Thursday, January 24, 2008
Tap Dancing on the Roof
Park, Linda Sue. 2007. TAP DANCING ON THE ROOF; SIJO (POEMS). Ill. by Istvan Banyai. New York: Clarion. ISBN 9780618234837 [Suggested Grade Levels 3-6]
Sijo is to Korea as haiku is to Japan: a poetry form with a fixed number of stressed syllables. Sijo is usually divided into three long or six short lines. The important difference is that sijo always has a twist or joke at the end. Newbery award-winning author, Linda Sue Park, presents twenty-six sijo for our enjoyment.
Park instructs us in an introduction that each line has a special purpose. The first line introduces the topic; the second develops the topic further. The third line contains some kind of twist such as humor, irony or a play on words. In a three line sijo titled “Breakfast” she writes: ”For this meal, people like what they like, the same every morning. / Toast and coffee. Bagel and juice. Cornflakes and milk in a white bowl. / Or – warm, soft, and delicious – a few extra minutes in bed.”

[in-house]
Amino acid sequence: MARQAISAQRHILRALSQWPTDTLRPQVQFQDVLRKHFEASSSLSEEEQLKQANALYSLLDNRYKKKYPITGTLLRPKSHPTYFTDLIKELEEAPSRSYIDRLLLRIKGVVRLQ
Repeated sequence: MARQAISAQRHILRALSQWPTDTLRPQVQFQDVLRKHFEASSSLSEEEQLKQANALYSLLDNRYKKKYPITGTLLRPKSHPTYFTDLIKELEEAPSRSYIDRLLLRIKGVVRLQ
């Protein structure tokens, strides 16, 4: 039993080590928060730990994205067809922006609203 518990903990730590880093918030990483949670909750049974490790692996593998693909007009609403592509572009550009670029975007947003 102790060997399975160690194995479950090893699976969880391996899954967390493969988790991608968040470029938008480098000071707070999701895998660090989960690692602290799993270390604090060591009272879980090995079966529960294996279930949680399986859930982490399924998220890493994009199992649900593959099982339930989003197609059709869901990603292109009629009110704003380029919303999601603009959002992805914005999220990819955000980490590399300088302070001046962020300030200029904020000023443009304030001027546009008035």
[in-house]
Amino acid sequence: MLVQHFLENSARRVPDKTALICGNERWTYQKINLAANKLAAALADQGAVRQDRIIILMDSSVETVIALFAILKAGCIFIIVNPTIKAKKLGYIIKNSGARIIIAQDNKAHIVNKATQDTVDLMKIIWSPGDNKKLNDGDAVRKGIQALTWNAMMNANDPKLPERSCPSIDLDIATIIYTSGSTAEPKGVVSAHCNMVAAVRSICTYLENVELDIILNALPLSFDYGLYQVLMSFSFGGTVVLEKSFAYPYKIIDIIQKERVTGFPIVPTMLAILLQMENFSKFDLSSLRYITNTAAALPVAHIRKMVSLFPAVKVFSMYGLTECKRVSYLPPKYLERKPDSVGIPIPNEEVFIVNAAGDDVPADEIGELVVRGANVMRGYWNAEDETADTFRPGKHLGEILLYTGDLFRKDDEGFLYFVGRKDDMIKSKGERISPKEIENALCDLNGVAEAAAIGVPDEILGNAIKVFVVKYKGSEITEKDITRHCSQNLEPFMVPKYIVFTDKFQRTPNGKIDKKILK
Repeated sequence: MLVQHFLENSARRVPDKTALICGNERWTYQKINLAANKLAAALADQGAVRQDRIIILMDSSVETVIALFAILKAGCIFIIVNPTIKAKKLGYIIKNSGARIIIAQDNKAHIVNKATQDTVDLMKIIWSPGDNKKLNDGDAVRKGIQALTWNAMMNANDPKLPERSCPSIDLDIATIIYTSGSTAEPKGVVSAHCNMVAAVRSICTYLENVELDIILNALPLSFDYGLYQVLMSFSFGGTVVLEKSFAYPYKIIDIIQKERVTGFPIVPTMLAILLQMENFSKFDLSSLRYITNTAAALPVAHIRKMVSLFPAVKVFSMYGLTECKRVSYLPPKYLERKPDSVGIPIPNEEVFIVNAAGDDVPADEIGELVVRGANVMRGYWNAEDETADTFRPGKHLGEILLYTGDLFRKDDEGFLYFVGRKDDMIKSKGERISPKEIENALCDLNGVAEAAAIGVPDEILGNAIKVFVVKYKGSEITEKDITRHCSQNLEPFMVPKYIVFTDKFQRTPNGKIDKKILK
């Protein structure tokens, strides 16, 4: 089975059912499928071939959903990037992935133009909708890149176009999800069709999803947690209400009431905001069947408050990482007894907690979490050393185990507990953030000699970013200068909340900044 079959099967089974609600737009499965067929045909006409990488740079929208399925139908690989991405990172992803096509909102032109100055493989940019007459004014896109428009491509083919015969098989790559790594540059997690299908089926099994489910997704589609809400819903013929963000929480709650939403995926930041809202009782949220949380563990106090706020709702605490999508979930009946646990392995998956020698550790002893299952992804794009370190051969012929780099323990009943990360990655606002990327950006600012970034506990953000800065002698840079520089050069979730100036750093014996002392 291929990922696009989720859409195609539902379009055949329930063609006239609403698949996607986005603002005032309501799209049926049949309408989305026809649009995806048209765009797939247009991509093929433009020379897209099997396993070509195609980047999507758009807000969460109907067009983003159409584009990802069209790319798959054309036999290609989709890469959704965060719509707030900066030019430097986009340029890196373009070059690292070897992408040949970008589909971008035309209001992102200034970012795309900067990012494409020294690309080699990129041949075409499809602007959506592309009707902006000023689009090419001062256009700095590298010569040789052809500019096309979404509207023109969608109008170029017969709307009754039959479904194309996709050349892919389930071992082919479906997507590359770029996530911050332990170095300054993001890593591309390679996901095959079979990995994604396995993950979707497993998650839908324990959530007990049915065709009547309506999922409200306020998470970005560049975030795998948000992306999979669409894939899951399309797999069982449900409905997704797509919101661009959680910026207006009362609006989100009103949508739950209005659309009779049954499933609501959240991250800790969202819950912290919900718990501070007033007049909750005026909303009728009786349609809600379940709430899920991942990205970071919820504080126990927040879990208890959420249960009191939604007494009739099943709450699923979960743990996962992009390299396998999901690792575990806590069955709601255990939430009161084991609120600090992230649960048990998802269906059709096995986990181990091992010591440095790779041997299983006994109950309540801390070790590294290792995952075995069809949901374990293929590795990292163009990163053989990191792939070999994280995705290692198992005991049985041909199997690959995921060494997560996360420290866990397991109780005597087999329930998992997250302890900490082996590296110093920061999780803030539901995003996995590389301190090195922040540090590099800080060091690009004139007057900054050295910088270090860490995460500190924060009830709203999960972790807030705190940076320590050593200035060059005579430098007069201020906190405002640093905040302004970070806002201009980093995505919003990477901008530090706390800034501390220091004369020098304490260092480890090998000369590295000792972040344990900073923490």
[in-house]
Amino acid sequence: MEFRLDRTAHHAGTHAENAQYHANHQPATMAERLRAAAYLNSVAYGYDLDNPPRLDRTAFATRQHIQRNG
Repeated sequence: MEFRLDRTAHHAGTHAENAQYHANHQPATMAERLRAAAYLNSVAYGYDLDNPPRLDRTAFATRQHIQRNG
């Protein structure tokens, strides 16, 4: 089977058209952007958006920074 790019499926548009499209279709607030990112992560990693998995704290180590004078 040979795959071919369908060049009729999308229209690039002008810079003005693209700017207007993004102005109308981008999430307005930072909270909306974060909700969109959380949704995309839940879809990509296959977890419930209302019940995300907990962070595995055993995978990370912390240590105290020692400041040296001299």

The illustrations by Banyai are in a stylized, retro pen-and-ink-look created digitally, both old fashioned and modern at the same time. The end papers tell their own story, different both front and back. Even though the intended audience is for younger children, the illustrations push the age level forward so that even 4th – 6th graders would have fun with this. Park includes an author’s note as well as suggestions for further reading and tips on writing sijo.
Invite students to compose sijo. Discuss whether sijo poems are easier to write than haiku or not.
Books by the same author:
Park, Linda Sue. 2001. A SINGLE SHARD. ISBN 0395978270
Park, Linda Sue. 2005. PROJECT MULBERRY: A NOVEL. ISBN 0618477861
By Cay Geisler